“In addition to our sausage, what brings customers to our stores are our perishable departments, friendly staff and store conditions,” Olson said. “We work with our staff to ensure they are taking care of our customers, that they have the products our customers want and that their focus is on offering quality products.”

To ensure departments such as produce have the freshest products possible, trucks make deliveries five times a week. Olson’s brother works with their meat suppliers to find the best deals. “We are in the Midwest, meat is still center of the plate,” she said. 

During summer, the meat departments feature an expanded assortment of grill- ready items. 

“Our Garrison store in particular sees a boost this time of year from campground traffic and people heading to their cabins,” Olson said.

All three locations have in-store bakeries. The Hazen and Garrison locations, Olson added, still fry doughnuts every day, which she said is becoming a lost art, in part due to labor shortages. 

Each store also features a deli with grab-and-go prepared foods and a hot lunch Monday through Friday. “Of course, fried chicken is a staple,” she added.

Other than their size, Olson said the three stores are alike. “We run the same ad for all three banners – so the variety might be a bit less in Washburn, but all three offer all the same services,” she added.

Krause's Markets

In 2021, Krause’s Market began offering ShopHero, an online shopping option as well.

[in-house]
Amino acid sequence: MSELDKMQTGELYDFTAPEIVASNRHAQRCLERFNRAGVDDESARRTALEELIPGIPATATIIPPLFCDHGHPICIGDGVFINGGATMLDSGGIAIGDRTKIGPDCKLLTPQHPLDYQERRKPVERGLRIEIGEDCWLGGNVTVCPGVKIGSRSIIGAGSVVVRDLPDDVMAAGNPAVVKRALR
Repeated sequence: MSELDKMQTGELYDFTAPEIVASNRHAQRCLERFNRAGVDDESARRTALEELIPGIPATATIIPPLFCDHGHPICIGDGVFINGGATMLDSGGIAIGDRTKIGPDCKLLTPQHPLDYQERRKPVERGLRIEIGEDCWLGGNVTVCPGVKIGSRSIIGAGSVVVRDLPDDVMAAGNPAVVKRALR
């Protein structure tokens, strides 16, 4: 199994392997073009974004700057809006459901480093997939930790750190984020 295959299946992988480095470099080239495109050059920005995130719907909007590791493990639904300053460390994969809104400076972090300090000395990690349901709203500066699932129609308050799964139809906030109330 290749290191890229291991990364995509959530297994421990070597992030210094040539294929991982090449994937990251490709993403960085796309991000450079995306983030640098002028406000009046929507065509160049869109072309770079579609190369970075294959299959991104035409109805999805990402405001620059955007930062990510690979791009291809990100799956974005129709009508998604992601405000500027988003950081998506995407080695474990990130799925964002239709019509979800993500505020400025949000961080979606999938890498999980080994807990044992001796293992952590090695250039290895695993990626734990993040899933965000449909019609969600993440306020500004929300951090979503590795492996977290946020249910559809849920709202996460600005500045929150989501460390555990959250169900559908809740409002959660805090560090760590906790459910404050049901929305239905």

Attracting good help

The success of Krause’s Market wouldn’t be possible without their staff, Olson noted. The stores employ about 105 people. “We have been blessed with caring store managers. They really go beyond for our stores, their staff and our customers,” she said. 

At the same time, Olson pointed out that maintaining this level of service in a rural area can be challenging, due to lack of help. 

“Everywhere you go, there are ‘help wanted’ signs in our area. Every retailer is facing the same issue, which is how to find good help,” she said.

Olson said Krause’s promotes its flexibility as a big benefit. “We try to work with our staff to give them the time off they need. Our staff is great at working together and covering for each other.”

In 2020, the company began offering a 401(k) plan. “We realize it is important for our staff to prepare for their future, as well,” Olson said. 

Expansion is not out of the question, but Olson said some limitations exist. “From time to time, we discuss the future and if we should expand. However, one of the biggest issues we face is locational challenges. From a logistics perspective, keeping our stores within a 50-mile radius of each other is key.”

Read more market profiles from The Shelby Report.

About the author

Carol Radice

Senior Content Creator

Carol joins The Shelby Report with more than 25 years writing for B2B magazines that cover the drugstore and supermarket industries. A Rutgers graduate, she earned her B.A. degree in journalism and mass communications more years ago than she cares to admit. She is thrilled to be working with such an accomplished team and to share her knowledge of the industry with Shelby’s readers.